Transitions: Taming the spring to-do list

After a stretch of clear-ish weather, it’s raining today, a soft, gentle rain that begs for warm cups of tea and plotting for the coming season in the garden.

It’s not quite spring, either in terms of calendar or weather, but everywhere are signs of a coming burst of energy.

Bulbs are up, though not really flowering, except for the crocus and snowdrops and a few brave daffodils. Most buds are still tightly furled, not fully ready to deal with nighttime temperatures that dip down into the 30s.

Our honeybees are out gathering pollen whenever they get a few hours of sunlit warmth. It is incredibly heartening to stand in the garden at the end of winter and watch honeybees flying with their customary determination.

We humans are likewise not immune to spring’s restless tug, despite the fact that it’s still too early to do much. Last weekend’s nicer weather saw us outside, distributing seven cubic yards of mulch in an attempt to thwart at least a few of the weeds that have called our yard home for years.

We’ve pruned in fits and starts, caring for the ancient apple tree and multiple giant shrubs we inherited as well as shaping the fruit trees we’ve planted. There’s more to do, always. (My favorite pruning guide, here.)

We’ve been checking in on the honeybees, providing them with supplemental food in the form of homemade sugar cakes (white sugar mixed with apple cider vinegar, to make the sugar more digestible). We have pollen patties, too, for feeding the new brood we hope they’re tending. Once it’s warm enough to open up the hives, we’ll sub in frames packed with honey they stored last summer.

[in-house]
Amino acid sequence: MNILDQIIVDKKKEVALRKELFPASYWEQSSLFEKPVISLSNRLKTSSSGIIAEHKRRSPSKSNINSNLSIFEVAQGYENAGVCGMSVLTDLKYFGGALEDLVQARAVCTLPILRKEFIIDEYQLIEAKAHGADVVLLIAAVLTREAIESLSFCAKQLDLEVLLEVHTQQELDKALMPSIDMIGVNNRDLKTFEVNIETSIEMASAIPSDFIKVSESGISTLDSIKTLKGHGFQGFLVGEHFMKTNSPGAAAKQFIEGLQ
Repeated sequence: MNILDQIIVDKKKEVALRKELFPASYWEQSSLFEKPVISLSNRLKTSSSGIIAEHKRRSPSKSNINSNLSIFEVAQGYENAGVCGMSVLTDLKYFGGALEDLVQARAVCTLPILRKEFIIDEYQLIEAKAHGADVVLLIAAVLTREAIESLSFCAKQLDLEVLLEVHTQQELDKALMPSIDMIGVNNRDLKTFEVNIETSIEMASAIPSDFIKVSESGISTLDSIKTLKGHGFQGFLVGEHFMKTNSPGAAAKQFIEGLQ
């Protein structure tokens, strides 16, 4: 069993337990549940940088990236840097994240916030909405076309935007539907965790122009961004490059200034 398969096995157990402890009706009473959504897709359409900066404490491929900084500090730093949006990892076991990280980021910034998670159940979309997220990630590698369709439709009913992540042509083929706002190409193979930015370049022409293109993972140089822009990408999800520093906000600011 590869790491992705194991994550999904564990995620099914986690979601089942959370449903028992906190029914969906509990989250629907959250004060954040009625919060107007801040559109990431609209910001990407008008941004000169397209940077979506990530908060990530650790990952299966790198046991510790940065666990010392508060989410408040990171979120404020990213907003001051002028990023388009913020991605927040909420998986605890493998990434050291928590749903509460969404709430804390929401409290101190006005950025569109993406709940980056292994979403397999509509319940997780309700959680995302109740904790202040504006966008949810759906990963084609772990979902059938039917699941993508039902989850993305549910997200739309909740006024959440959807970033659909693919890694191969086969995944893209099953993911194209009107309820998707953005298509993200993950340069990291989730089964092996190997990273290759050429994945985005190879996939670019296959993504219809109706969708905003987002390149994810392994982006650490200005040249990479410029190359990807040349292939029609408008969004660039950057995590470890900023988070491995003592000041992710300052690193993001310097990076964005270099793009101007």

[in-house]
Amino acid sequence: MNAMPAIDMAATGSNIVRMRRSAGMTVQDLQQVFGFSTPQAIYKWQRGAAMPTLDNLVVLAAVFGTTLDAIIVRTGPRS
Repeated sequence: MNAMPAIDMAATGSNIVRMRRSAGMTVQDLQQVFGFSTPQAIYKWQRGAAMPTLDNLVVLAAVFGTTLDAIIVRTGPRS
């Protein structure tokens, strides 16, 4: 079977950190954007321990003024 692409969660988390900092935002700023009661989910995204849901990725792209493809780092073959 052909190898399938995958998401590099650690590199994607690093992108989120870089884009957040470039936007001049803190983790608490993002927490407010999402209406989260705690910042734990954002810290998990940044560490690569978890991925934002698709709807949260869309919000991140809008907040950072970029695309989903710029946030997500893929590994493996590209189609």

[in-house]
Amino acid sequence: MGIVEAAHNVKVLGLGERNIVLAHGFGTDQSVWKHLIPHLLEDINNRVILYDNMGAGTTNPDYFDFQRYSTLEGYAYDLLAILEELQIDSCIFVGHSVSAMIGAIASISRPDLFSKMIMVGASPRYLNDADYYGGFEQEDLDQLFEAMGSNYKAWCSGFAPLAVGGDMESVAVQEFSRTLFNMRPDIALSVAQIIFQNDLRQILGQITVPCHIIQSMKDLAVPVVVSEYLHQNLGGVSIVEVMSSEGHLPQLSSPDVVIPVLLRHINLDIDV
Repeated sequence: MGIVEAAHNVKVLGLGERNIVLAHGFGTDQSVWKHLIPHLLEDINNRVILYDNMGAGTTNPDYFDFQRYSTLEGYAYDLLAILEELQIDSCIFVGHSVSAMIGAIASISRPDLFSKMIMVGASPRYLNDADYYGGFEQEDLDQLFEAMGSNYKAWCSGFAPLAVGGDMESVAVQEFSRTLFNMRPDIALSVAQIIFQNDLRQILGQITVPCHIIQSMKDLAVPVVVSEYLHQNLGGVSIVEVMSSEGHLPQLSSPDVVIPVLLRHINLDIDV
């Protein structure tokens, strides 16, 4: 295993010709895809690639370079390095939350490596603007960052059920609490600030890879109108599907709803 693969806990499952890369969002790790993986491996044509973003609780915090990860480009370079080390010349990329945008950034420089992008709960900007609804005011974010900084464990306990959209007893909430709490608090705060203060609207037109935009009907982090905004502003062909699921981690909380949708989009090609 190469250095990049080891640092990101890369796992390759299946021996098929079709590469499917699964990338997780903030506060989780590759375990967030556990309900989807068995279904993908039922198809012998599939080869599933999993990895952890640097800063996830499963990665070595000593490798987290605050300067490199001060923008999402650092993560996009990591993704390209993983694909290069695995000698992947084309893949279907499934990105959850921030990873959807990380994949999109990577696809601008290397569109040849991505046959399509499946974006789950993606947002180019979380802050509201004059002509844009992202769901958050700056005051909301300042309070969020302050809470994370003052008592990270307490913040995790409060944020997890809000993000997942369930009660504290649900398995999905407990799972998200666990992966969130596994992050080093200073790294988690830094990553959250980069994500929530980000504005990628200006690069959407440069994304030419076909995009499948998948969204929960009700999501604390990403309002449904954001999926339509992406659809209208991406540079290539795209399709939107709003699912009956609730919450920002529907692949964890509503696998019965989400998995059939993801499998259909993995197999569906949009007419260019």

Our primary beekeeping task, assuming the bees survive this last push through our typically cool, wet springs, is to mitigate swarming.

We’re going to try out the Snelgrove method, which in theory allows you to maintain the footprint of your current apiary while creating new queens with which to replace current queens. I say “in theory” because although I’ve got a grasp on the high-level goals, the implementation will require some help from our bee mentor. More on that in an upcoming post.

I acquired, as one does, a small clutch of mason bees from a fellow mushroom enthusiast while attending a garden conference a few weeks ago in February. Our urban garden will now host two hives of Apis mellifera along with–hopefully–a population of native solitary bees, among other beneficial insects. IPM in action.

Also on my to-do list is setting up a grow light station in order to start seedlings indoors. I’m using these instructions for the set-up; most of my seeds have come from Grow Journey, Uprising Seeds, and Baker Creek. To say that I’m eager is an understatement, but I’m forcing myself to wait a tad longer.

This season, I’m working on succession sowing to ensure continuous harvests and vertical growing to make more efficient use of the space I’ve got. Other plans include ripping out the last of the grass (Marcos, cover your ears) to make space for combination raised beds/garden seating and a soft bed of woolly thyme for dog lounging.

As much as Marcos enjoys that grass patch–a couple of nights a week, for about half an hour at a time, during the height of summer–it’s still turf grass occupying prime sunny real estate in my garden. Clearly, it must go.

It is tempting, at this point in the season, to cram in more: more tasks, more plans, more plants, more creatures. Spring will do that to a person.

And yet, I’ve been working on a more mindful approach to taking on projects, even when it comes to things I love. My usual approach is to jump in with immoderate enthusiasm, figuring out the details as I go along.

Luckily for me, I’ve chosen hobbies–gardening, mushroom hunting, beekeeping, fermenting, distance running–with lessons in patience built in. Even if you want to do all the things, right from the start–and oh do I ever want to do all the things–you simply cannot.

I’m working on it.

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